How much did you pay for your most recent e-book purchase? According to the Justice Department, you may have paid too much. News outlets have recently reported that the Justice Department has threatened to sue Apple and prominent book publishers such as Simon & Schuster, Hachette Book Group, Penguin Group, Macmillan, and HarperCollins Publishers for violating federal antitrust laws by price-fixing the cost of their e-books.
The Justice Department’s allegations are based on events occurring in 2010, when the Justice Department alleges that Apple and the above-named publishers engaged in price-fixing to force Amazon to increase the cost of its e-books. At the time, Amazon was selling many of its e-books for just $9.99.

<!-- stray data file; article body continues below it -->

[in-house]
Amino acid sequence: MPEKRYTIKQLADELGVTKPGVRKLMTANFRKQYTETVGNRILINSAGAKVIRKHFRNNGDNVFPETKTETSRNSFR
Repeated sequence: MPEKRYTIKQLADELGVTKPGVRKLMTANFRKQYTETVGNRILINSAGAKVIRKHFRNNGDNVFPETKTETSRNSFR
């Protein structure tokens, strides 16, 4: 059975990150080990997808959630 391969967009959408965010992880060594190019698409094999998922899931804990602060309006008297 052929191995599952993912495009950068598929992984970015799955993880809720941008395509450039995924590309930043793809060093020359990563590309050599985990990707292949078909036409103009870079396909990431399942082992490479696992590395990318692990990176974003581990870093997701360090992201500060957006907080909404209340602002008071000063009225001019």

Reportedly, Amazon and Apple have also developed a practice of offering publishers “most favored nation” clauses. These clauses prohibit publishers from offering their e-books at a cheaper price to other e-book competitors. According to CNN, the agreements “aren’t straight out illegal under antitrust laws – but they’re also not always legal.” According to the Wall Street Journal, the Justice Department has recently looked more closely at these clauses because of their potential to limit market competition illegally.
Publishers have argued that their actions have had the positive effect of making the e-book market more competitive. They argue that their actions prevented Amazon from dominating the e-book industry.
Apple, the publishers, and the Justice Department are reportedly in settlement negotiations to resolve the matter.